The problem now became one of communication. There was much back-chat from the pilots orbiting the datum point[4] and some signals were confused. Phil Smith himself heard a transmission saying “flares on red spot fires,” which he misinterpreted as an order to move in for the bombing run, but before they got there they heard another signal to stand by and orbited in the target area instead of at the datum point. The misinterpreted signal was probably the Master Bomber’s order to the flare force to illuminate the spot fire he had dropped.

Not many of the crew reports in the 463 and 467 Squadrons Operational Record Books include such detail, but of those that do the first order to cease bombing came around 02.50. Just after 3am the first crew reported receiving an order to return to base. It appears that many aircrew did not receive the first message and the orders were repeated regularly for the next half an hour or so, with most aircraft leaving the datum point having circled it for upwards of 45 minutes. Even then, one crew still reported bombing the target as late as 03.20. A green flash which was seen by Gilbert Pate from the rear turret of B for Baker was interpreted by Pilot Officer Tony Tottenham in R5868 (S for Sugar) as a verey cartridge, which he saw at 03.08 and understood as an order to bomb. Tottenham was one of 26 pilots in total who reported bombing the target but the remainder held off and went home, flying north over land.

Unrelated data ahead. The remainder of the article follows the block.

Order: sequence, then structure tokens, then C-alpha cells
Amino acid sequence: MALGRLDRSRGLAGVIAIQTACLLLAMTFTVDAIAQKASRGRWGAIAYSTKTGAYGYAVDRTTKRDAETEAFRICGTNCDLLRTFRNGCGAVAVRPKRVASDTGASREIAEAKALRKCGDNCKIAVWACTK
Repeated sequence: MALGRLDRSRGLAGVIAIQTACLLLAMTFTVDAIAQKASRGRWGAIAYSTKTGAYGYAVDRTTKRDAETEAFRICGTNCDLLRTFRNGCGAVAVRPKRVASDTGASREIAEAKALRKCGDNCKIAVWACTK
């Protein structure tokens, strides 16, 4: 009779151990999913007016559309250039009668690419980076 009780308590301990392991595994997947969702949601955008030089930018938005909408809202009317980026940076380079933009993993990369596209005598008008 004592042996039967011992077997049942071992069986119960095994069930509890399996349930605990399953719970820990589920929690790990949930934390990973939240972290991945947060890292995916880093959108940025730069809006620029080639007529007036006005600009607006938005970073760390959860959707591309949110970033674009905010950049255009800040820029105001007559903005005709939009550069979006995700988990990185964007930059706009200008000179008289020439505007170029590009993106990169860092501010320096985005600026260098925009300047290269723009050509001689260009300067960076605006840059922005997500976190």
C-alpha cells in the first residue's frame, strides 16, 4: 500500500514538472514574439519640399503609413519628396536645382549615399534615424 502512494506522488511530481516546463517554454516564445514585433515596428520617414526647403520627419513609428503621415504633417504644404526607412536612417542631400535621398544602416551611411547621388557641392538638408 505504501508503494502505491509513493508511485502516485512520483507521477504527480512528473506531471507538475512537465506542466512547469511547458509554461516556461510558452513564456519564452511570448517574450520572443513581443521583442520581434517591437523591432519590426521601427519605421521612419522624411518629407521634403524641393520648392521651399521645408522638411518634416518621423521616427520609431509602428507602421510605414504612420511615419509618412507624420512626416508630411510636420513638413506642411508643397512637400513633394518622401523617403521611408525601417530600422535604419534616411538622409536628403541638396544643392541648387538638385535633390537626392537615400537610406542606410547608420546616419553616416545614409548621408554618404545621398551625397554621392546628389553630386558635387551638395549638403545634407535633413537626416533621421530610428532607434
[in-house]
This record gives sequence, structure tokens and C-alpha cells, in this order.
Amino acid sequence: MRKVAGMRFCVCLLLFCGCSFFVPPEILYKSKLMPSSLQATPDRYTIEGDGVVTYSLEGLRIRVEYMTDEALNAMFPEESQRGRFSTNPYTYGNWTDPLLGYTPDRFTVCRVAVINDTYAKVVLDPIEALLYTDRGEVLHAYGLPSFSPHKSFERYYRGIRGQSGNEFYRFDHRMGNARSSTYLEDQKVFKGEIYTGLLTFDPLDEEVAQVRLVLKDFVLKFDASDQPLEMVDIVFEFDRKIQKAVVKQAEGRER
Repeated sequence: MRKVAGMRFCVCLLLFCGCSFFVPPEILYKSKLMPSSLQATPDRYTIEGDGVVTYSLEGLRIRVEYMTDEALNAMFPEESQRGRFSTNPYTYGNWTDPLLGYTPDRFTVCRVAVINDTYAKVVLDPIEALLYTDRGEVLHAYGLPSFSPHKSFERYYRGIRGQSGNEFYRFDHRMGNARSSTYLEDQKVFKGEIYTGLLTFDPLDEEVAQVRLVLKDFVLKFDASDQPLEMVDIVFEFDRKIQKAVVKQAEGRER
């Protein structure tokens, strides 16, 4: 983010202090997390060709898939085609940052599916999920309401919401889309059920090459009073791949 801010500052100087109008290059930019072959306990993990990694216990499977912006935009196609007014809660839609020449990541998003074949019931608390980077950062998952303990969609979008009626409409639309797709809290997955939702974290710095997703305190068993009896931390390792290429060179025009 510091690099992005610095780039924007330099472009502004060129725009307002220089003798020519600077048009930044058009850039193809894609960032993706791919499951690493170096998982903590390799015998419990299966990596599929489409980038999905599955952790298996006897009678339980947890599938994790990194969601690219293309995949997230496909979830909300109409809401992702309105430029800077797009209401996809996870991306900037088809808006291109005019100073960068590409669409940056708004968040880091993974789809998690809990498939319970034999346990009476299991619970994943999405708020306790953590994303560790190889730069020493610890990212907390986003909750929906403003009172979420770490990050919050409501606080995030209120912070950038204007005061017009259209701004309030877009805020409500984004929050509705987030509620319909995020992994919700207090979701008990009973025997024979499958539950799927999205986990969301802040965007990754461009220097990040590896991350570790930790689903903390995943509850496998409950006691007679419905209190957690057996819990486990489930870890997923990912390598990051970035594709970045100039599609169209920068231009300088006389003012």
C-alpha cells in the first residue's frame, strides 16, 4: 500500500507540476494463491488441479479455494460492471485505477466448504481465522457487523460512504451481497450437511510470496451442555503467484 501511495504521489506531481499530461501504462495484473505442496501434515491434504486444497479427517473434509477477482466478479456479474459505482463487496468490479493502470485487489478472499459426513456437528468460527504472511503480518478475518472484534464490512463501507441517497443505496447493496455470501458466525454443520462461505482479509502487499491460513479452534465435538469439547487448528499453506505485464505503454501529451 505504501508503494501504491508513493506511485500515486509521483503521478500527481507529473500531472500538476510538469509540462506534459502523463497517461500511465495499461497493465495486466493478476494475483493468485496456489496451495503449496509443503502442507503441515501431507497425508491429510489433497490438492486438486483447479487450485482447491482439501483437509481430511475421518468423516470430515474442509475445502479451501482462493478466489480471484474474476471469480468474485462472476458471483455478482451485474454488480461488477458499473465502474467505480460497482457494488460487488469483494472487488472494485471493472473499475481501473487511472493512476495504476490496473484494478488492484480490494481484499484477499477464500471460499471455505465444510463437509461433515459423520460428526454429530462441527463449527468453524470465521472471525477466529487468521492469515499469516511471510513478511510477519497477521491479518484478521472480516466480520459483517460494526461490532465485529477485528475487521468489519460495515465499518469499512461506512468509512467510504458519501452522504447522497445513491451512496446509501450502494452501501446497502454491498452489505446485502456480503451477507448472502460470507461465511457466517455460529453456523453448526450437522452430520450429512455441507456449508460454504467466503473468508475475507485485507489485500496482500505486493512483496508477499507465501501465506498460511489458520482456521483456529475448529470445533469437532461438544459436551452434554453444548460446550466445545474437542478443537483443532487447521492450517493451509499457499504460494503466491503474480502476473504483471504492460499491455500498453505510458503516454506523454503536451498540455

The only other pilot from Waddington to definitely bomb was Flight Sergeant Sam Johns, who was attacked by a fighter on his bombing run and again on leaving the target. Apart from this one attack there was very little enemy activity enroute or at the target, with only desultory flak and very few searchlights encountered.

A basic aeronautical fact is that, all else being equal, the heavier an aeroplane is the more engine power is required to keep it airborne and therefore, the more fuel is required for a given flight. In planning the fuel loads for bombers engaged on an operation, of course, it would have been anticipated that each aircraft would lose some 12,500lb of weight when they dropped their bombs on the target, so less fuel would be required on the homeward journey. As they turned for home tonight however it now became clear on many aircraft that, having retained their bombs, the fuel remaining would be insufficient for the task given the unexpected extra weight still on board. Consequently out of the 26 Waddington aircraft that made it to the target, nine jettisoned some or in many cases all of their bombs on the way home. Flight Lieutenant Jim Marshall and Pilot Officers John McManus and Tom Davis made the decision early, flying just off the coast and jettisoning there, but others made it the length of France before becoming aware of their fuel situation and dropped their loads after crossing the coast again near Normandy. Pilot Officer Bill Felstead made it back to England but evidently discovered he had pushed it a little too far to make Waddington and instead decided to land at an OTU aerodrome at Wing, near Aylesbury, some 90 miles short.[5] There were no casualties from this operation.